I just thought that I would clarify myself of what I was trying to say in class the other day...
I think that there is always the I-function, but there is a spectrum of consciousness which directly varies along with our memory. Basically, there are moments in the spectrum of consciousness where you can simply forget what you do. That does not mean that the I-function was turned off...You are still telling yourself to do things, it's just that you cannot remember yourself telling yourself to do so.
For example, you are asleep at wee hours in the morning and your alarm clock goes off...And without remembering it, you shut it off and go back to sleep. A couple hours later, you are kicking yourself for sleeping in. Here, early in the morning, your I-function wants you to sleep more, thus you shut off your alarm clock, but the position in the spectrum of consciousness is probably...superLOW. Thus, you don't remember and kick yourself numerous times...
There can also be situations when the substance that "soaks your channels" can effect your position of stance in the spectrum of consciousness.
If you are intoxicated or blazed or influenced by any other creative chemical...You do things and do not remember it. Or you do things and simply do not care at the moment. Here, you are still doing things, thus there is an I-function. Later on, when your "channels are no longer soaking in creative chemicals", you either do not remember, or you remember and are kicking yourself again for what you have done.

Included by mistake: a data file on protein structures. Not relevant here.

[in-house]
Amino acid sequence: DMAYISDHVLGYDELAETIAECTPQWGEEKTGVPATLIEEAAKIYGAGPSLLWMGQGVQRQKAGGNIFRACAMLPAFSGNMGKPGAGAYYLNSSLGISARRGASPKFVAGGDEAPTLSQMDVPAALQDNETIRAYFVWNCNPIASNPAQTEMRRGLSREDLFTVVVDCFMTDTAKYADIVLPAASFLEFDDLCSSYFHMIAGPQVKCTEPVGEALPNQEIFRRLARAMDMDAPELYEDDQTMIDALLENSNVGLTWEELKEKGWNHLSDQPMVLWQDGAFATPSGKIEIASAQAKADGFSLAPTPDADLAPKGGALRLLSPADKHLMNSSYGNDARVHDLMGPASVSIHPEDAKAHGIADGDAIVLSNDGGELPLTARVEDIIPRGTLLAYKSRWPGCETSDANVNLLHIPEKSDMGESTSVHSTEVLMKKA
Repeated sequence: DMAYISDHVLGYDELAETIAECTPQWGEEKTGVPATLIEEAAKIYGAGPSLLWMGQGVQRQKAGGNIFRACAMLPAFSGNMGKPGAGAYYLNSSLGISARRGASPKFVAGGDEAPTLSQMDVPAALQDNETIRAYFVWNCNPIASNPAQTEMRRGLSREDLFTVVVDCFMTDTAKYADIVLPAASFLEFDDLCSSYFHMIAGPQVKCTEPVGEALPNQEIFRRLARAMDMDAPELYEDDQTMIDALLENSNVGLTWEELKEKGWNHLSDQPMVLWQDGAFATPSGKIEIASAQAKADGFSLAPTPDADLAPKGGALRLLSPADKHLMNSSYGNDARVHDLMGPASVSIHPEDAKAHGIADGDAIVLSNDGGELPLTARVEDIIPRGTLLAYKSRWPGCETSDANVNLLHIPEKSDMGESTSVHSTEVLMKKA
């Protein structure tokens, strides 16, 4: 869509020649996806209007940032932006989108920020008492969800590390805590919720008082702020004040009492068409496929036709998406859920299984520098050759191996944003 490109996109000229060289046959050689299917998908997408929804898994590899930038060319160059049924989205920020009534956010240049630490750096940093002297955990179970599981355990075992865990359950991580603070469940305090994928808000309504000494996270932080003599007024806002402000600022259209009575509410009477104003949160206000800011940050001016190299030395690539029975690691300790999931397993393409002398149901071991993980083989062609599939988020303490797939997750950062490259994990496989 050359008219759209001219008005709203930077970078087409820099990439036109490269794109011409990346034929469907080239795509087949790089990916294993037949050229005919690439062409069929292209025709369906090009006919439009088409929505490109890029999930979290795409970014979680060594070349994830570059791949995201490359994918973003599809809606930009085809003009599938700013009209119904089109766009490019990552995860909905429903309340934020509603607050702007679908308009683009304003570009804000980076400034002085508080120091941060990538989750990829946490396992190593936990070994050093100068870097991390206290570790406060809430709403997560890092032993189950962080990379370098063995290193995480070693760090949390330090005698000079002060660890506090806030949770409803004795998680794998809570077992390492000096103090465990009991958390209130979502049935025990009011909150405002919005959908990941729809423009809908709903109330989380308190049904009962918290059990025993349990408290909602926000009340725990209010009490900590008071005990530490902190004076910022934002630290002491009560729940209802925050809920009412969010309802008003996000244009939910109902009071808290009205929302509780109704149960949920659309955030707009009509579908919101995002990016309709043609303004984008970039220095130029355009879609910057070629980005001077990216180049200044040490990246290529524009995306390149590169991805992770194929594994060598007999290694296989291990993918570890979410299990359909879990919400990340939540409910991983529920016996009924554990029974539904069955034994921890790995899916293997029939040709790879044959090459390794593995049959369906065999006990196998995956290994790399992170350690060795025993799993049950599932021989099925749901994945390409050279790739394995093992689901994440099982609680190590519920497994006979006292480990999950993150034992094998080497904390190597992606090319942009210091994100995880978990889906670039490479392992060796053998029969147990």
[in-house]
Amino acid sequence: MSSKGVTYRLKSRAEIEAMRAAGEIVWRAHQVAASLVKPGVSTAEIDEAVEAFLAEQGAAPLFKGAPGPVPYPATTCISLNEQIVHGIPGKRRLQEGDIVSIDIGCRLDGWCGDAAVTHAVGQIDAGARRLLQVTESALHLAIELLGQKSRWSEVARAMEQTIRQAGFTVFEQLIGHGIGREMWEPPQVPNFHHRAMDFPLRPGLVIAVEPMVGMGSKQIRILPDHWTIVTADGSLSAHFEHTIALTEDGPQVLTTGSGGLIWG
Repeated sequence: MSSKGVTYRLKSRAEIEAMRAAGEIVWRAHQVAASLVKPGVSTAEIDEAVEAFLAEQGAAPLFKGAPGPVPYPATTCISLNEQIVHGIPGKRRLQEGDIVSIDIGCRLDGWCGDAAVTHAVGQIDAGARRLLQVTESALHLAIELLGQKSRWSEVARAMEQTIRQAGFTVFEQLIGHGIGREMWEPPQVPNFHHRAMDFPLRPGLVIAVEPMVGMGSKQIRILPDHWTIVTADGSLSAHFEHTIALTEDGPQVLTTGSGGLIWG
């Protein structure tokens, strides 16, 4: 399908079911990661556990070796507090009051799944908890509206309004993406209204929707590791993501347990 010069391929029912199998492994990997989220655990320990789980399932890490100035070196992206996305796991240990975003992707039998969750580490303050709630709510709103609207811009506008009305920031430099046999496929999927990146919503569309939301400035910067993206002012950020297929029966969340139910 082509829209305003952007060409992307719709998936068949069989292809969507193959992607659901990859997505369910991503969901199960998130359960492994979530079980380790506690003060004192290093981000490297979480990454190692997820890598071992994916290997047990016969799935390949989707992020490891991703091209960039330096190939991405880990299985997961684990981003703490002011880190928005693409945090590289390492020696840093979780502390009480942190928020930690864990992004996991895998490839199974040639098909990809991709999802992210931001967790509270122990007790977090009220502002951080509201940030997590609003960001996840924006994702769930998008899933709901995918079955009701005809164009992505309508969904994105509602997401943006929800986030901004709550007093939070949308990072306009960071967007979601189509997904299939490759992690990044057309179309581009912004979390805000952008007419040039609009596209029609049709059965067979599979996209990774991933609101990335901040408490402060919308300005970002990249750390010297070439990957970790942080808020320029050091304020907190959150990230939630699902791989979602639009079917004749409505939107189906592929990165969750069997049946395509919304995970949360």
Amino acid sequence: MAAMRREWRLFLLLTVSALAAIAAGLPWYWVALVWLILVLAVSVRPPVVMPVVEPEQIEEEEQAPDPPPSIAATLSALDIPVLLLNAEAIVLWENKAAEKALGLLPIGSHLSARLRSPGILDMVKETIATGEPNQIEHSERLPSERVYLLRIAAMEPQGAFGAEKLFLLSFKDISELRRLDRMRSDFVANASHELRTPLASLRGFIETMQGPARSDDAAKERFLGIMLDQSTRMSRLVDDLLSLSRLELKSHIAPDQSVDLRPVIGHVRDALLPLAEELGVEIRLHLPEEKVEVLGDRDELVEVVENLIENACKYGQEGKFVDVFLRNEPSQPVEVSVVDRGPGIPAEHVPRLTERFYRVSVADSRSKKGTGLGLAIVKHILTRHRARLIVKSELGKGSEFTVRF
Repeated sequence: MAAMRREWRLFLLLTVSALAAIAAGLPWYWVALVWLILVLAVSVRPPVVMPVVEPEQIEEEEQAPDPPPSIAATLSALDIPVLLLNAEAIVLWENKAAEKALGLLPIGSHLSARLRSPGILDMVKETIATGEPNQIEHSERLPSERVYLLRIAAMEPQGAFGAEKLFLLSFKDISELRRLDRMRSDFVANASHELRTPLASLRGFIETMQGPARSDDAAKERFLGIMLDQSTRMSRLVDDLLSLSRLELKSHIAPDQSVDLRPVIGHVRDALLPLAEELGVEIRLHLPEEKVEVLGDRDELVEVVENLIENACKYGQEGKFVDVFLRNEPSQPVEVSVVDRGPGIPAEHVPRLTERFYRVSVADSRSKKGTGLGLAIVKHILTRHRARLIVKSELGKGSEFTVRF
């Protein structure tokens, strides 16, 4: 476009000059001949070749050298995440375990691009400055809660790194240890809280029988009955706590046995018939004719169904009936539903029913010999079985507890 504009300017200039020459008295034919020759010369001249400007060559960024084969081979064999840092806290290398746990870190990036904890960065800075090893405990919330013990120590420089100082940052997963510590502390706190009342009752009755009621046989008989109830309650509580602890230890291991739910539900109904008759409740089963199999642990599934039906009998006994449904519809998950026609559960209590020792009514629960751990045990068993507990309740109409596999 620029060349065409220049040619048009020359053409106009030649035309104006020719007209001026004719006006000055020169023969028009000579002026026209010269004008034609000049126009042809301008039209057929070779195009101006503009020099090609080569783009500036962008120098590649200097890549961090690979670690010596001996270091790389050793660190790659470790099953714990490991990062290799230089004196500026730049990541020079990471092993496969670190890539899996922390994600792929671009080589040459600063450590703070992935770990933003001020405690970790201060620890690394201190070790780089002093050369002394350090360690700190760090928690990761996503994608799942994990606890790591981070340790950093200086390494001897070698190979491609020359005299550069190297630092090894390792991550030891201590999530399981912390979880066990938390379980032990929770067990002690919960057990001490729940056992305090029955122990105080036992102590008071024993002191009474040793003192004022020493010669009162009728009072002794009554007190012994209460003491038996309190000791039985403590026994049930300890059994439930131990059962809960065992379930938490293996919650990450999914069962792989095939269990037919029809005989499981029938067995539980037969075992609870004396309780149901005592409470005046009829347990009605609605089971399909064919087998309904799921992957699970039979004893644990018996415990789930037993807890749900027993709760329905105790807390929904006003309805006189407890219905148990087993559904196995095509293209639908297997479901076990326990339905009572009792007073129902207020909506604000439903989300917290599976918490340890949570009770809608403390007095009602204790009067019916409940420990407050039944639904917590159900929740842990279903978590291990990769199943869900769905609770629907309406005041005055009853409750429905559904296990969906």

Consciousness is a spectrum not only from right to left, I think it is variable in all directions. It can be influenced by different parameters. But the fact that we are capable of doing many things shows that the I-function exists always. It just depends on whether we remember it or not.
Black outs, and gray outs are also an example. Those who have superLOW consciousness blackout. Those who have fairly low consciousness have gray-outs. Those who are attentive remember everything. Some people can spaceout and selectively remember.
I hope this clarifies what I'm trying to say...:-D.